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RUAS and Bangor University work together to map ecostructures around the coastline of Wales

RUAS division are delighted to have recently partnered with Bangor University to work alongside them on a new project to map artificial and natural substrates at coastal locations across Wales.

Bangor University, founded in 1884 with a long tradition and pedigree in research, is a partner in the Ecostructure project, a consortium led by Aberystwyth University and including universities across Ireland and Wales. The project will raise awareness of eco-engineering solutions to the challenge of coastal adaptation to climate change. RUAS have joined them to help conduct a range of aerial mapping surveys at coastal locations in Wales where there is artificial hard substrate present, such as sea defences or coastal structures.

Working in close partnership, RUAS will provide high quality aerial imagery and associated topographical information for sites around the coast of Wales for Bangor University to analyse. Using both fixed wing and multirotor drones, the project has been timed carefully to make the most of near-Spring low-tides and to ensure maximum visibility of all coastal structures.

Andrew Davies from the School of Ocean Sciences at Bangor University says: “RUAS offers a combination of state-of-the-art equipment and operational expertise that is required to collect data from forty different sites throughout Wales, in what is the largest high-resolution mapping exercise of coastal defence structures ever undertaken.”

Explaining the project Davies adds: “Hard coastal defence structures are becoming commonplace on our coastlines due to rising seas and increasing storminess. The Ecostructure project is focused on raising awareness of eco-engineering solutions, and a first step is developing comprehensive maps and models of structures throughout the Irish Sea.”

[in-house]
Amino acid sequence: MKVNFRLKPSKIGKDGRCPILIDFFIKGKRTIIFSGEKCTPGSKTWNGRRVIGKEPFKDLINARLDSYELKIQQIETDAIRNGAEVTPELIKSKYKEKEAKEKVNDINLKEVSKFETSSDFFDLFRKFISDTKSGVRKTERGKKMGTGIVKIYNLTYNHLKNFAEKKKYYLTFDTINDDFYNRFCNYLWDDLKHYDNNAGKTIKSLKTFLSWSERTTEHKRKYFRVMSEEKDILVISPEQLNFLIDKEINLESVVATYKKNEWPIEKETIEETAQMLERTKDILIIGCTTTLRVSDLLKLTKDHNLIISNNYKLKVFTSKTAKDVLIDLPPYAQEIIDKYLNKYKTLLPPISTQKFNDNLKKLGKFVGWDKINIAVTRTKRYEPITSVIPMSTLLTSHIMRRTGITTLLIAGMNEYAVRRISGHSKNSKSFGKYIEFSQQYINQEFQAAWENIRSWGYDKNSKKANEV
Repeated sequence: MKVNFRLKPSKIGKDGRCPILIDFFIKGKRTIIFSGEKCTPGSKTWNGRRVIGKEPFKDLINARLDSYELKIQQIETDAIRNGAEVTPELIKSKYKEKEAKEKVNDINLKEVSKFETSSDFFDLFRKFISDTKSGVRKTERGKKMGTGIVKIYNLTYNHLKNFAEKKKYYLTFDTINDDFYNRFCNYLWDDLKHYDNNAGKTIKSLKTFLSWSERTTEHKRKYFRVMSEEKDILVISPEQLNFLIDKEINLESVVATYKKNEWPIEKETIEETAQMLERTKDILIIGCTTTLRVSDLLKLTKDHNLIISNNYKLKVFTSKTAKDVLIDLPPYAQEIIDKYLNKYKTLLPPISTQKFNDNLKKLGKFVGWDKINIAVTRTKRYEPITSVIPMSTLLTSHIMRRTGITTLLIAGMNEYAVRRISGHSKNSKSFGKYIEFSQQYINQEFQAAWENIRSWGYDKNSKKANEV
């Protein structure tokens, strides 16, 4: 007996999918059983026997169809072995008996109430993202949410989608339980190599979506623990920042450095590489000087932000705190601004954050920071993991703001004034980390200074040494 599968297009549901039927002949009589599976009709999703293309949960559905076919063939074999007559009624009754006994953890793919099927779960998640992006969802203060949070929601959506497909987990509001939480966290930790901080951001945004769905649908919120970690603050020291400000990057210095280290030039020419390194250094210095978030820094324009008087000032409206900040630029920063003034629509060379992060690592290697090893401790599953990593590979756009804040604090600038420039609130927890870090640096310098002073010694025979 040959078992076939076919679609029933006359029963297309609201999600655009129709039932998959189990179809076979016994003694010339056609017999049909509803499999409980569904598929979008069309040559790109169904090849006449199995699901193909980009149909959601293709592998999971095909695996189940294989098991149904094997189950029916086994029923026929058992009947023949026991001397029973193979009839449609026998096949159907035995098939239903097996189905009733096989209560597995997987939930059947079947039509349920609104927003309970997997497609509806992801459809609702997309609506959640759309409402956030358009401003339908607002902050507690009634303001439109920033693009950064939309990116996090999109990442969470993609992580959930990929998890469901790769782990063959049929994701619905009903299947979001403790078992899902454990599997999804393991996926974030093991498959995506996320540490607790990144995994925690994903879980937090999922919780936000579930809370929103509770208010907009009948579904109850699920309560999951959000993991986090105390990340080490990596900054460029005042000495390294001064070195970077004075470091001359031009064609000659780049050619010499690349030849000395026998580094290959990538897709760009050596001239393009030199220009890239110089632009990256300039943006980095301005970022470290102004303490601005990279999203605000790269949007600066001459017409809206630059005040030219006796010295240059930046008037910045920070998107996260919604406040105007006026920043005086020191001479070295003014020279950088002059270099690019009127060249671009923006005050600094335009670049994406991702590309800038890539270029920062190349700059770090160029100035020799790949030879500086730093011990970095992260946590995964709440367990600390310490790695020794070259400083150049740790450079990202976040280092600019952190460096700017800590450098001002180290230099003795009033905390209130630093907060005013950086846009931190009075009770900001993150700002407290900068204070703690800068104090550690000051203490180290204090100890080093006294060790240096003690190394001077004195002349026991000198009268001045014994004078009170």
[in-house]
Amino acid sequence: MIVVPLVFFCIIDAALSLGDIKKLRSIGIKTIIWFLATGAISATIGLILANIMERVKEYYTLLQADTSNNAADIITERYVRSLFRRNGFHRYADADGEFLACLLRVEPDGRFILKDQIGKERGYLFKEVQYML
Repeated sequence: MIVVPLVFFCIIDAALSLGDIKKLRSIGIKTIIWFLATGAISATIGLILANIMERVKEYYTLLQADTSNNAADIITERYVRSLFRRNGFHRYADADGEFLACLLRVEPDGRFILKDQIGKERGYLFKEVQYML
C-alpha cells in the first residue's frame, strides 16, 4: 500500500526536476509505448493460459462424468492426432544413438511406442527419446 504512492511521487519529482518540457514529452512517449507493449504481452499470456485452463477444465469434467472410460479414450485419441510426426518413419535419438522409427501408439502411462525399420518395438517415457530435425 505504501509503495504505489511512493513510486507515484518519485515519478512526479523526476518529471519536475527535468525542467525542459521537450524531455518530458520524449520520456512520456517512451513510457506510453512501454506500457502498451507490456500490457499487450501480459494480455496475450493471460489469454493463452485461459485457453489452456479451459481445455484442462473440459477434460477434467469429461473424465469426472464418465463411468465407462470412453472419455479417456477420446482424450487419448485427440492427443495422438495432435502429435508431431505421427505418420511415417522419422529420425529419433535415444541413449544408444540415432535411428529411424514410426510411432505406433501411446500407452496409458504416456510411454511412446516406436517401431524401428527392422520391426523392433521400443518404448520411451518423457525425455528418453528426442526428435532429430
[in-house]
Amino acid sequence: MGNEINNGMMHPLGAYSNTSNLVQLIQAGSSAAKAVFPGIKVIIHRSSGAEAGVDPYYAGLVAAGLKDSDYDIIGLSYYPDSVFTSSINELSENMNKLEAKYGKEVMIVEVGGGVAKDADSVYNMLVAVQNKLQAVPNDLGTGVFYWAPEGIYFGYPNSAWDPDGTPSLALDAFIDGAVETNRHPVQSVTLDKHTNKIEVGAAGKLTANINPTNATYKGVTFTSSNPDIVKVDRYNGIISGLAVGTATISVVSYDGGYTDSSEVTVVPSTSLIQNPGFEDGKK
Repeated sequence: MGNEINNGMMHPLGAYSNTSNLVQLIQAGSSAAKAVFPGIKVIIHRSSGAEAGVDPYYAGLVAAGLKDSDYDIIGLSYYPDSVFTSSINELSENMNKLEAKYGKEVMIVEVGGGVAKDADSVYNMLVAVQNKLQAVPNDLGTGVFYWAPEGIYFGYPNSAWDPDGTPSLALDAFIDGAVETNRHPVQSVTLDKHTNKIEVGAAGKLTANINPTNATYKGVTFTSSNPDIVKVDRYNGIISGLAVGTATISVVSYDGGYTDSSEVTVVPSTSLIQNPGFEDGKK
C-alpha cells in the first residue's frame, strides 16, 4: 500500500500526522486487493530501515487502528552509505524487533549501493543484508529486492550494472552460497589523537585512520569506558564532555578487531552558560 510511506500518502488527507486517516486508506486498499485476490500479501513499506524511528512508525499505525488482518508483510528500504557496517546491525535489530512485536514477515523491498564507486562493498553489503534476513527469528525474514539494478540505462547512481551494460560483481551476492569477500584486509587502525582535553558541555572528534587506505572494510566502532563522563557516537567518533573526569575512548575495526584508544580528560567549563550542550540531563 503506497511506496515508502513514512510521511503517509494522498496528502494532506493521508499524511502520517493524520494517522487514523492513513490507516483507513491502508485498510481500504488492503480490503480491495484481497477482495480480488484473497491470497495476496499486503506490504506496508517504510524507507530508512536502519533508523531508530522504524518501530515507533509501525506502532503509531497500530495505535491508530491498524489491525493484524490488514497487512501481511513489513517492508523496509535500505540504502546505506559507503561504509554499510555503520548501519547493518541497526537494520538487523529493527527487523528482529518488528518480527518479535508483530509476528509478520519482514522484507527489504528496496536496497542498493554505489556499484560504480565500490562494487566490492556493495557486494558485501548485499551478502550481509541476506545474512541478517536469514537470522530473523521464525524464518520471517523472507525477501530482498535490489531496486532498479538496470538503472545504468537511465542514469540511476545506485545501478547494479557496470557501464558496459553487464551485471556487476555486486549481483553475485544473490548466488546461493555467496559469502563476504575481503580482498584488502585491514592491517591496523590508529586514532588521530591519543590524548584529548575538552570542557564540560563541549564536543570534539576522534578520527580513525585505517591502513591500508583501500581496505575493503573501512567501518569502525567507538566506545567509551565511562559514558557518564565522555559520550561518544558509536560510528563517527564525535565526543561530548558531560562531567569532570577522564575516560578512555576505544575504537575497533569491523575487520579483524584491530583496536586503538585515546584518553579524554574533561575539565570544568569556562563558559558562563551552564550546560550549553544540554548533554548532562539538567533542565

The consortium is looking to support marine eco-systems, and it is hoped that this project will help to assist with such as the pipelines that jettison into the sea. These often contain a full and diverse eco-system which can, on occasion, block the pipe so it is hoped that this research will help to provide some further insight to these. This information can then be used to assist in changing materials or positions to minimise disruption to the pipeline whilst maintaining a healthy habitat for the creatures living within it.

Mark Jones, Head of RUAS says: “We are pleased to have been appointed by Bangor University to be working with the School of Ocean Sciences. The use of unmanned aircraft (drones) to map ecostructures around the coastline of Wales will greatly enhance the scientific research capabilities for the project and we are delighted to showcase what drones can do in this field”.

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